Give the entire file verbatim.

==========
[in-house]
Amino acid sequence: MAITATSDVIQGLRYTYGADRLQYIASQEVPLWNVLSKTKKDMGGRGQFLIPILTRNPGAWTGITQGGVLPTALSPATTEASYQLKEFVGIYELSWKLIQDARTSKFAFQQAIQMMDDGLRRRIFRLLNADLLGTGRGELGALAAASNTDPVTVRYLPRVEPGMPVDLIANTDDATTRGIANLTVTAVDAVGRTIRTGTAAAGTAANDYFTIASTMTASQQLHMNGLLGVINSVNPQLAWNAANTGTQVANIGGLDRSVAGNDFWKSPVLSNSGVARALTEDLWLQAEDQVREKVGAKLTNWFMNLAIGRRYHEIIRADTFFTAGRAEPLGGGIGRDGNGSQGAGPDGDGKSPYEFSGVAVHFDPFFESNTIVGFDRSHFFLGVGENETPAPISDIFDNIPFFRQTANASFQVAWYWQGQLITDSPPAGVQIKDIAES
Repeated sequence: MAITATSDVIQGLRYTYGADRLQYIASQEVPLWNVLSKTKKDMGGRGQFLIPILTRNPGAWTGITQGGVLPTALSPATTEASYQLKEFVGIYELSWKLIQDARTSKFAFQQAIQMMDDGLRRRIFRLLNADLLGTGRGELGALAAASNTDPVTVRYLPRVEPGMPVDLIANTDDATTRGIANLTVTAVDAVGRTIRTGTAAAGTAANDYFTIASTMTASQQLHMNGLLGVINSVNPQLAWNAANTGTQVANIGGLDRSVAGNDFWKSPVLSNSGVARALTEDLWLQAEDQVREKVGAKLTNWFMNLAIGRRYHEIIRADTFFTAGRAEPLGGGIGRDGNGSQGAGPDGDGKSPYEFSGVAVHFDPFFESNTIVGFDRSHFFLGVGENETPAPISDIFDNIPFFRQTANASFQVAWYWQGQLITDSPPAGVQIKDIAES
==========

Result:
[in-house]
Amino acid sequence: MAITATSDVIQGLRYTYGADRLQYIASQEVPLWNVLSKTKKDMGGRGQFLIPILTRNPGAWTGITQGGVLPTALSPATTEASYQLKEFVGIYELSWKLIQDARTSKFAFQQAIQMMDDGLRRRIFRLLNADLLGTGRGELGALAAASNTDPVTVRYLPRVEPGMPVDLIANTDDATTRGIANLTVTAVDAVGRTIRTGTAAAGTAANDYFTIASTMTASQQLHMNGLLGVINSVNPQLAWNAANTGTQVANIGGLDRSVAGNDFWKSPVLSNSGVARALTEDLWLQAEDQVREKVGAKLTNWFMNLAIGRRYHEIIRADTFFTAGRAEPLGGGIGRDGNGSQGAGPDGDGKSPYEFSGVAVHFDPFFESNTIVGFDRSHFFLGVGENETPAPISDIFDNIPFFRQTANASFQVAWYWQGQLITDSPPAGVQIKDIAES
Repeated sequence: MAITATSDVIQGLRYTYGADRLQYIASQEVPLWNVLSKTKKDMGGRGQFLIPILTRNPGAWTGITQGGVLPTALSPATTEASYQLKEFVGIYELSWKLIQDARTSKFAFQQAIQMMDDGLRRRIFRLLNADLLGTGRGELGALAAASNTDPVTVRYLPRVEPGMPVDLIANTDDATTRGIANLTVTAVDAVGRTIRTGTAAAGTAANDYFTIASTMTASQQLHMNGLLGVINSVNPQLAWNAANTGTQVANIGGLDRSVAGNDFWKSPVLSNSGVARALTEDLWLQAEDQVREKVGAKLTNWFMNLAIGRRYHEIIRADTFFTAGRAEPLGGGIGRDGNGSQGAGPDGDGKSPYEFSGVAVHFDPFFESNTIVGFDRSHFFLGVGENETPAPISDIFDNIPFFRQTANASFQVAWYWQGQLITDSPPAGVQIKDIAES